No one planned for oligarchic capitalism: it simply arose as a result of the way in which privatization was carried out and “with the complete absence” of even an attempt to create a civil society that could contain it. Not only did that lead to extreme gaps between the richest one percent and the impoverishment of the others, but it was completely ineffective economically.
And it had another consequence, Pastukhov says, that the country still is coping with: the fusion of the former Soviet nomenklatura which was the chief beneficiary of the wild privatization with the criminal world. That led to the crises of 1996 and 1998 and almost to a revolutionary situation in the latter year.
“Theoretically,” the historian continues, Russia has two ways out: the elimination of oligarch capitalism altogether and the optimization of it. The first, however, was precluded by the fact that the oligarch had achieved complete control of the country. When Putin came to power, he could only pursue optimization then not elimination.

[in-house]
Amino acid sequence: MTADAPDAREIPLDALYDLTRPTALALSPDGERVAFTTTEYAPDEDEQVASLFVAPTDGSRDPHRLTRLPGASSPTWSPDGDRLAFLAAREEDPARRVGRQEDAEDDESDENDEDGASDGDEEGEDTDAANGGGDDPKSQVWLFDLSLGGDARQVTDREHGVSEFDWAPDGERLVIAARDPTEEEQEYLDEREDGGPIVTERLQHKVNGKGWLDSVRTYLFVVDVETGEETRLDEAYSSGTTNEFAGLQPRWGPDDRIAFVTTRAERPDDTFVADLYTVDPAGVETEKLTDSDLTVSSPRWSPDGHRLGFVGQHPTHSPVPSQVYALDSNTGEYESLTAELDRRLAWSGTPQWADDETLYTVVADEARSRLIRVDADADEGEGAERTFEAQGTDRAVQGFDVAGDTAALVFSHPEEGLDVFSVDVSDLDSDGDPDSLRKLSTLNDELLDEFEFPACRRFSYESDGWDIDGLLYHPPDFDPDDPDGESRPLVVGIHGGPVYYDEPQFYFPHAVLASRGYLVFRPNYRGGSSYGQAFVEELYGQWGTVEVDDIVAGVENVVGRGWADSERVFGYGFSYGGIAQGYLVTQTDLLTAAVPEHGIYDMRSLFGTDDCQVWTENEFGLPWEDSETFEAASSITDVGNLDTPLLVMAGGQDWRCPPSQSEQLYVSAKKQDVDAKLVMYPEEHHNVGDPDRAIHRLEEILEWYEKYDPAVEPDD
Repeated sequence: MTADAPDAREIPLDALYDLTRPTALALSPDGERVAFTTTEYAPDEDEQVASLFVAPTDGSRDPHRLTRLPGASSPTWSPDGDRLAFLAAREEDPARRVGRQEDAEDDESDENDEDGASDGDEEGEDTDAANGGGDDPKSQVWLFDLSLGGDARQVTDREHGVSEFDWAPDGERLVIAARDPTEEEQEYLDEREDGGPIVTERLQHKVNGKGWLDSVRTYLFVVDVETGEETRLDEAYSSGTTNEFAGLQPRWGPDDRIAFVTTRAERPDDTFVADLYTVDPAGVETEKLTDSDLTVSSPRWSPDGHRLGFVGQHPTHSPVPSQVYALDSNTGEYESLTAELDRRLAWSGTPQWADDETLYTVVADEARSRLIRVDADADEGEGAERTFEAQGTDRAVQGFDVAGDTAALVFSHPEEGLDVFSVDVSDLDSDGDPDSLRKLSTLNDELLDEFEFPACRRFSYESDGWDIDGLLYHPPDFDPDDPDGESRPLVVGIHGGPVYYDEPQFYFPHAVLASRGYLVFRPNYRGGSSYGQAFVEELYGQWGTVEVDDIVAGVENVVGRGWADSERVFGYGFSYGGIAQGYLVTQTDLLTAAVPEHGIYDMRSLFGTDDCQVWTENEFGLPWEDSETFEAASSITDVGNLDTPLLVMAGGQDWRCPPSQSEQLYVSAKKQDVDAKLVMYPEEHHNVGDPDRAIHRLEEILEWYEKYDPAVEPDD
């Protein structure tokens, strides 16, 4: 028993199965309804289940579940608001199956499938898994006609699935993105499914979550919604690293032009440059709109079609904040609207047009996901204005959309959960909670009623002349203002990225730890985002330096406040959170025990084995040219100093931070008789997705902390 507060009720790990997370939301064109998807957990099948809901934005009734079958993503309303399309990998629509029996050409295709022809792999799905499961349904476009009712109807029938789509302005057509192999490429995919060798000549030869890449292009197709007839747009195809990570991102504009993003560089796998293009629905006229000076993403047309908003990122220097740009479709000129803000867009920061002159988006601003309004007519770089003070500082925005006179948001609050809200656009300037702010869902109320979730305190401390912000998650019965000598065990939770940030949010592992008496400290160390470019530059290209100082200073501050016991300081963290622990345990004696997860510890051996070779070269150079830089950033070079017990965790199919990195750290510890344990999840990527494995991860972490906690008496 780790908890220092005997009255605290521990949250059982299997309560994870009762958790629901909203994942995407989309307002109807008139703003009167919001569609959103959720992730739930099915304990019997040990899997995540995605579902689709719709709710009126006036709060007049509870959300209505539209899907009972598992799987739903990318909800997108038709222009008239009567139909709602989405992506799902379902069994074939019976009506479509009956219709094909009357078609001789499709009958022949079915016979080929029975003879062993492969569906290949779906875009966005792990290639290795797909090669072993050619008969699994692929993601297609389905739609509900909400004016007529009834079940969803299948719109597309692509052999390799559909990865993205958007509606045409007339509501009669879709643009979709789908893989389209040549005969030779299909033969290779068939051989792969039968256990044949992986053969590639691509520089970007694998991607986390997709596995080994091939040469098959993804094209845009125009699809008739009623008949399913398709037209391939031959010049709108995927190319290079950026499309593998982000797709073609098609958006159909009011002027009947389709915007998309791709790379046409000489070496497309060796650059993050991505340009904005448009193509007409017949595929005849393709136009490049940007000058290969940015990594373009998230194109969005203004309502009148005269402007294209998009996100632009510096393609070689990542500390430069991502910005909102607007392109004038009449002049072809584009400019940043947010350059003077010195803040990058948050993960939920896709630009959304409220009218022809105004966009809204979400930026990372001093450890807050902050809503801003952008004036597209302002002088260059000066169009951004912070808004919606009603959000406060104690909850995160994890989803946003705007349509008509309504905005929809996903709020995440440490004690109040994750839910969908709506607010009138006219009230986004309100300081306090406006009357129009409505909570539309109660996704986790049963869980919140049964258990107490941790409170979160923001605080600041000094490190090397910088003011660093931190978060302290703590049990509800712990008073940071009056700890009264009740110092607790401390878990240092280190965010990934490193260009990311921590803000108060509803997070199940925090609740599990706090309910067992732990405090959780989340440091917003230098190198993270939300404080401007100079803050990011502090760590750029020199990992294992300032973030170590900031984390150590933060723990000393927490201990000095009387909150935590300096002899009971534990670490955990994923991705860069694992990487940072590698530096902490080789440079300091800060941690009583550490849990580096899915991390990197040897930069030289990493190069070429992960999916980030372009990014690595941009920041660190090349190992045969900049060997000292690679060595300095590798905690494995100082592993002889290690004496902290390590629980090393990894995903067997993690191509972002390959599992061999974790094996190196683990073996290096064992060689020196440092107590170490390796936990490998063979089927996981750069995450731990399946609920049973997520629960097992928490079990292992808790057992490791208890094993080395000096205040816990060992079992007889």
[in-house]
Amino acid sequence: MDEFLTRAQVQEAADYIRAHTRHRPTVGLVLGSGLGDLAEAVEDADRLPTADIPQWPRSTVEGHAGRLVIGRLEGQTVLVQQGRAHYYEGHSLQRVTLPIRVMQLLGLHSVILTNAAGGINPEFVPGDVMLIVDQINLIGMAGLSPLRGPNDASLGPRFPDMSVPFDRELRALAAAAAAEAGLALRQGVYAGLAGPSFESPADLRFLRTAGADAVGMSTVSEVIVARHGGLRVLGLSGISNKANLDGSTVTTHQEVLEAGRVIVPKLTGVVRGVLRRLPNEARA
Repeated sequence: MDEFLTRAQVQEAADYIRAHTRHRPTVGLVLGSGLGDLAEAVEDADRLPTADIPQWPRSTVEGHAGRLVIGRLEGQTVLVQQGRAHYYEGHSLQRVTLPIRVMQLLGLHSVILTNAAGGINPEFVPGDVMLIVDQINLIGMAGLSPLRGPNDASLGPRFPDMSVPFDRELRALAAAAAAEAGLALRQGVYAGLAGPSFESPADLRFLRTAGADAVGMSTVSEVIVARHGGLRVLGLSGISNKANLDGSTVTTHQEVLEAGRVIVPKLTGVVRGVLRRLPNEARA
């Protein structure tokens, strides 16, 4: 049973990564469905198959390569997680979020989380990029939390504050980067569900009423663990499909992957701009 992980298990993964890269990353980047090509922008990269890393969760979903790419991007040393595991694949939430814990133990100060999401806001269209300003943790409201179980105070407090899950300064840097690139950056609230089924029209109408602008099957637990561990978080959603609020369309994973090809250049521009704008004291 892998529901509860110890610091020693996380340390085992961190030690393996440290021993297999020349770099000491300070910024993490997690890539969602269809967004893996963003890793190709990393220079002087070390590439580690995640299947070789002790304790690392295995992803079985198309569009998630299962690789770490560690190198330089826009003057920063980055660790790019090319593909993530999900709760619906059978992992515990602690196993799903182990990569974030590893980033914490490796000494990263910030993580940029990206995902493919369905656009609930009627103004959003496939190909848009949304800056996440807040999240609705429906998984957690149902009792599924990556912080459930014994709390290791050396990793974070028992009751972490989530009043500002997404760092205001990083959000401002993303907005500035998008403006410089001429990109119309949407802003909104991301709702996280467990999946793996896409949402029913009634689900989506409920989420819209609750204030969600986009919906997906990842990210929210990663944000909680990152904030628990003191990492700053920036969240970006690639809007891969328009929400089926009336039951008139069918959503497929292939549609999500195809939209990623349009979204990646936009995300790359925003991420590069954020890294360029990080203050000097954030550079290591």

What he proceeded to do was to transform the oligarchic system into a “state-oligarchic one in which the bureaucracy (the nomenklatura) became an equal participant of oligarchic rule. The influence of the old post-communist ‘boyars’ weakened; that of the new post-communist ‘nobility’ rose.”